Dear Office-Politics Veterans,
I am in an HR-related role but the irony is, I am bad at dealing with people.
Here’s my situation…
My colleagues have seen HR as an avenue to test waters for challenging the management’s policies or practices. More often, i’m in a difficult role as i can’t reveal the management’s decision & any confidential information. However, the informal politics here is vibrant & i am seen as the free-loafer of information instead of a contributor. Not that it matters but it has seriously affected my work.
One of the Accounts officer has been telling tales whenever there are differences in policies being applied for different staff. However on a HR point of view, it is due to entitlements that are sometimes inherent to the particular employee which we are informed not to reveal as to the exceptional policies applied. The impact of such informal complaints about HR being biased has brought about distrust for HR & also the top management’s confidence in me being a team-player. We are now not allowed access to budget information & also not given proper respect in the Company. Verbal abuse is sometimes heard across the office & it is getting very demoralizing to work against the staff rather than to work with them.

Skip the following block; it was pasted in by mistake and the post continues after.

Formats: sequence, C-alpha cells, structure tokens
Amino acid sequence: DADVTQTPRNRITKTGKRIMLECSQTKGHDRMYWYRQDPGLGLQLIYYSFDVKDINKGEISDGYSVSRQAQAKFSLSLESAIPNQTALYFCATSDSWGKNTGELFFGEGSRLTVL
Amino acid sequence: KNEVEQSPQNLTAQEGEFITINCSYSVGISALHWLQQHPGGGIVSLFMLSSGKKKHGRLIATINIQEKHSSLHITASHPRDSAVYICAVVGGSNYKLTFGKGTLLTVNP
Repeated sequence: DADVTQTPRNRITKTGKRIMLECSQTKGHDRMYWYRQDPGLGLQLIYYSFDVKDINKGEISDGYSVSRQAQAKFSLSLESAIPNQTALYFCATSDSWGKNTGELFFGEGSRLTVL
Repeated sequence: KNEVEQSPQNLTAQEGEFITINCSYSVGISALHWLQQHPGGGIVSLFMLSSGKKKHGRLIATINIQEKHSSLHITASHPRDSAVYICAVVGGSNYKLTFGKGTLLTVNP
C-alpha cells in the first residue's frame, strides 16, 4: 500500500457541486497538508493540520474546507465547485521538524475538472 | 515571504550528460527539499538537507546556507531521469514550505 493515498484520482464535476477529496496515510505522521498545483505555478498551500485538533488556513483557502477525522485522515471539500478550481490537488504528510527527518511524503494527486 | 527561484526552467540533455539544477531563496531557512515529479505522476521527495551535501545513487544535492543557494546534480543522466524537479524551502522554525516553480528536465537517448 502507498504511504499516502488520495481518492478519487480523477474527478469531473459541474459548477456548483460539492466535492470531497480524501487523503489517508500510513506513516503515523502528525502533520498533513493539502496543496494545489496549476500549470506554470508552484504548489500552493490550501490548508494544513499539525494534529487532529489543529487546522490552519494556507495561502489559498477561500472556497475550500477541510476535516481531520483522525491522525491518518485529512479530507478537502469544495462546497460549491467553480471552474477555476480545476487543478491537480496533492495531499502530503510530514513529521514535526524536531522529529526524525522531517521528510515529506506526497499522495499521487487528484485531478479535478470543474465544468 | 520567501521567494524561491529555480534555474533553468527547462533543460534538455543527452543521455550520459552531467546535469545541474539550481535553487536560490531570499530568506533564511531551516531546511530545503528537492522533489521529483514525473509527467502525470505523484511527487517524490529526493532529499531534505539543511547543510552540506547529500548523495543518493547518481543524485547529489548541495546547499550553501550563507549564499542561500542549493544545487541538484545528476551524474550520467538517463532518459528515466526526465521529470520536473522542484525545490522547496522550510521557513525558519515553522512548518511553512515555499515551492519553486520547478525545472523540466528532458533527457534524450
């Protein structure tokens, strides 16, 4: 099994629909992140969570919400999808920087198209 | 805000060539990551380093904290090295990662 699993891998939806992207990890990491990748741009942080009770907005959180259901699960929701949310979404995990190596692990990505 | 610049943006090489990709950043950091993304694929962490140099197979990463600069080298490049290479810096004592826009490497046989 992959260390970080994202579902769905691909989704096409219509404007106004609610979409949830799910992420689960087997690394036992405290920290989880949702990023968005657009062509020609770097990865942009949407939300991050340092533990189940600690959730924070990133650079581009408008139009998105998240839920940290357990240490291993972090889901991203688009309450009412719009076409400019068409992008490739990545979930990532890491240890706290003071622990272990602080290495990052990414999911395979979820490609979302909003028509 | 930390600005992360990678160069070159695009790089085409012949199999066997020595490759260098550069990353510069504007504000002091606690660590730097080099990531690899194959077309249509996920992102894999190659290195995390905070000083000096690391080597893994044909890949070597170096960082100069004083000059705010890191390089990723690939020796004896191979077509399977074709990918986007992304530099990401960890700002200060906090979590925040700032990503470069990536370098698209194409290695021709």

I have tried to reason out with such colleagues in an amicable way but was turned down flat as they felt their benefits are comparably marginalized (actually they are above the national average). When my boss tried to counsel the staff, i was seen as the complainer, hence aggravate the matter so now nobody dares to speak to me anymore.
Please advise what i should do to resolve the matter. I cannot work if staff does not talk to me anymore.
Awaiting for your sound advice,
Inept Office Politician
OFFICE-POLITICS REPLY BY DR. RICK BRANDON AND DR. MARTY SELDMAN
Dear “Inept” (Your Word, NOT Ours!),